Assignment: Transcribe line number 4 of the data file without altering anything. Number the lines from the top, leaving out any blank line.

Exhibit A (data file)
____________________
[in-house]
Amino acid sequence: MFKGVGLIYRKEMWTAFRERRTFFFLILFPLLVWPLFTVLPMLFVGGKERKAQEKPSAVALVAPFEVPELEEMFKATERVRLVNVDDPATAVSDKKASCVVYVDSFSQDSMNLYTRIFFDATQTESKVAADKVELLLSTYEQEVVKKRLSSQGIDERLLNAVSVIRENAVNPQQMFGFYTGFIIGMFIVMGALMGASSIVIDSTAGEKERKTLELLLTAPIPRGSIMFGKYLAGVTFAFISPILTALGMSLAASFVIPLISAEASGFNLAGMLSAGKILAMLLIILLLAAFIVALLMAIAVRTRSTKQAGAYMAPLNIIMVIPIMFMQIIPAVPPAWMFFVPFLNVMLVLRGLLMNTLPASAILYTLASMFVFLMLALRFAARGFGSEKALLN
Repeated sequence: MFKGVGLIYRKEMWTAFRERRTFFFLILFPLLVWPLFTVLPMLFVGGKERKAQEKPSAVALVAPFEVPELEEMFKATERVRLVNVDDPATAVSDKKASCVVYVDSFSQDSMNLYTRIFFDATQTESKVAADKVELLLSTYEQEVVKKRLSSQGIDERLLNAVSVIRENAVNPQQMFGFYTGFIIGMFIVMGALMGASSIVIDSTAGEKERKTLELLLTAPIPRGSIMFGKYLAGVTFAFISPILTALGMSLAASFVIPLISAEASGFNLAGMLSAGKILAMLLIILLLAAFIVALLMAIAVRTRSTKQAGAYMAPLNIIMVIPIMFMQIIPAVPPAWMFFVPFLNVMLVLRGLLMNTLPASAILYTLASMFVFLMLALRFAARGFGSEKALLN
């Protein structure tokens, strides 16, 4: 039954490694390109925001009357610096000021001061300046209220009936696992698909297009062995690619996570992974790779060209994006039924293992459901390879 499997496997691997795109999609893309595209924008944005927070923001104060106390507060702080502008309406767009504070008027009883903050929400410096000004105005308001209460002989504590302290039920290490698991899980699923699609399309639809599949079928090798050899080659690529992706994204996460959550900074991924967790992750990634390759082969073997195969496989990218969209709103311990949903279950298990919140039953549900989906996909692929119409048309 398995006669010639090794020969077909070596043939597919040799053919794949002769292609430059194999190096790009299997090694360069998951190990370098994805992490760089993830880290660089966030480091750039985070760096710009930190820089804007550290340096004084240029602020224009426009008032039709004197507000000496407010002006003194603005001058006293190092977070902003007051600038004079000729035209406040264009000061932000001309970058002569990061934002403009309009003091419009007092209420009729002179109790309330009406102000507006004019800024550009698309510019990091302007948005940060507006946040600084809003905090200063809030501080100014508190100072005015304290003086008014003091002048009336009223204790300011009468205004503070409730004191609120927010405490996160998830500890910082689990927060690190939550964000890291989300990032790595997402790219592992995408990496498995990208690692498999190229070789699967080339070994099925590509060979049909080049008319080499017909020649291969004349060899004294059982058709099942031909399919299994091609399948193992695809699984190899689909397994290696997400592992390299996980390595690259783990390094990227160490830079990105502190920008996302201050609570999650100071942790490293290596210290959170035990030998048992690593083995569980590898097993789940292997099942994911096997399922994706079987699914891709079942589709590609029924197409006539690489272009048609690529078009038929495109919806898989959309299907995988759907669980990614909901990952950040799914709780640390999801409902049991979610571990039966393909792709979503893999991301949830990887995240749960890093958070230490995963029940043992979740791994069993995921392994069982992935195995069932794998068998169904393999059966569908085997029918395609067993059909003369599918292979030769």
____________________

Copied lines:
């Protein structure tokens, strides 16, 4: 039954490694390109925001009357610096000021001061300046209220009936696992698909297009062995690619996570992974790779060209994006039924293992459901390879 499997496997691997795109999609893309595209924008944005927070923001104060106390507060702080502008309406767009504070008027009883903050929400410096000004105005308001209460002989504590302290039920290490698991899980699923699609399309639809599949079928090798050899080659690529992706994204996460959550900074991924967790992750990634390759082969073997195969496989990218969209709103311990949903279950298990919140039953549900989906996909692929119409048309 398995006669010639090794020969077909070596043939597919040799053919794949002769292609430059194999190096790009299997090694360069998951190990370098994805992490760089993830880290660089966030480091750039985070760096710009930190820089804007550290340096004084240029602020224009426009008032039709004197507000000496407010002006003194603005001058006293190092977070902003007051600038004079000729035209406040264009000061932000001309970058002569990061934002403009309009003091419009007092209420009729002179109790309330009406102000507006004019800024550009698309510019990091302007948005940060507006946040600084809003905090200063809030501080100014508190100072005015304290003086008014003091002048009336009223204790300011009468205004503070409730004191609120927010405490996160998830500890910082689990927060690190939550964000890291989300990032790595997402790219592992995408990496498995990208690692498999190229070789699967080339070994099925590509060979049909080049008319080499017909020649291969004349060899004294059982058709099942031909399919299994091609399948193992695809699984190899689909397994290696997400592992390299996980390595690259783990390094990227160490830079990105502190920008996302201050609570999650100071942790490293290596210290959170035990030998048992690593083995569980590898097993789940292997099942994911096997399922994706079987699914891709079942589709590609029924197409006539690489272009048609690529078009038929495109919806898989959309299907995988759907669980990614909901990952950040799914709780640390999801409902049991979610571990039966393909792709979503893999991301949830990887995240749960890093958070230490995963029940043992979740791994069993995921392994069982992935195995069932794998068998169904393999059966569908085997029918395609067993059909003369599918292979030769």